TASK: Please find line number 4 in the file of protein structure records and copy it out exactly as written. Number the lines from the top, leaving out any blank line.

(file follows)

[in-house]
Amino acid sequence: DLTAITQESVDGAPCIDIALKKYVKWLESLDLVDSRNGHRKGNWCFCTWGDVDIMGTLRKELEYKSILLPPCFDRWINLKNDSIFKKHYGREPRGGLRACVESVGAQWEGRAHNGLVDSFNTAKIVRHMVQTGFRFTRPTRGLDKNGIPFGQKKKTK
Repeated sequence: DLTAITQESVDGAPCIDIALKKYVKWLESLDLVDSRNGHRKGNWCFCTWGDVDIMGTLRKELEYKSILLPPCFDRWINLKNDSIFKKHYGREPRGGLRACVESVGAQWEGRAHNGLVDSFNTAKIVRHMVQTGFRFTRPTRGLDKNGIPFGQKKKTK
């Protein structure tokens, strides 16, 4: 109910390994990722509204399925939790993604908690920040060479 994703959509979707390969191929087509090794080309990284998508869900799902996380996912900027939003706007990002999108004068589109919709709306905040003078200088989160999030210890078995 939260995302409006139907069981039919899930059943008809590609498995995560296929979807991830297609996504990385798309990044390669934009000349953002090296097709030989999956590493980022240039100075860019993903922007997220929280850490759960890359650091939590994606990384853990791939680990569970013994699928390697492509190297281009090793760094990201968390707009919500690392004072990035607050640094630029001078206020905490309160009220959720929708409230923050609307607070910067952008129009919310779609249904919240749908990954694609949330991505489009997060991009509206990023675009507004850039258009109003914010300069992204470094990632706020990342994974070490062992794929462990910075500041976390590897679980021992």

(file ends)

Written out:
């Protein structure tokens, strides 16, 4: 109910390994990722509204399925939790993604908690920040060479 994703959509979707390969191929087509090794080309990284998508869900799902996380996912900027939003706007990002999108004068589109919709709306905040003078200088989160999030210890078995 939260995302409006139907069981039919899930059943008809590609498995995560296929979807991830297609996504990385798309990044390669934009000349953002090296097709030989999956590493980022240039100075860019993903922007997220929280850490759960890359650091939590994606990384853990791939680990569970013994699928390697492509190297281009090793760094990201968390707009919500690392004072990035607050640094630029001078206020905490309160009220959720929708409230923050609307607070910067952008129009919310779609249904919240749908990954694609949330991505489009997060991009509206990023675009507004850039258009109003914010300069992204470094990632706020990342994974070490062992794929462990910075500041976390590897679980021992």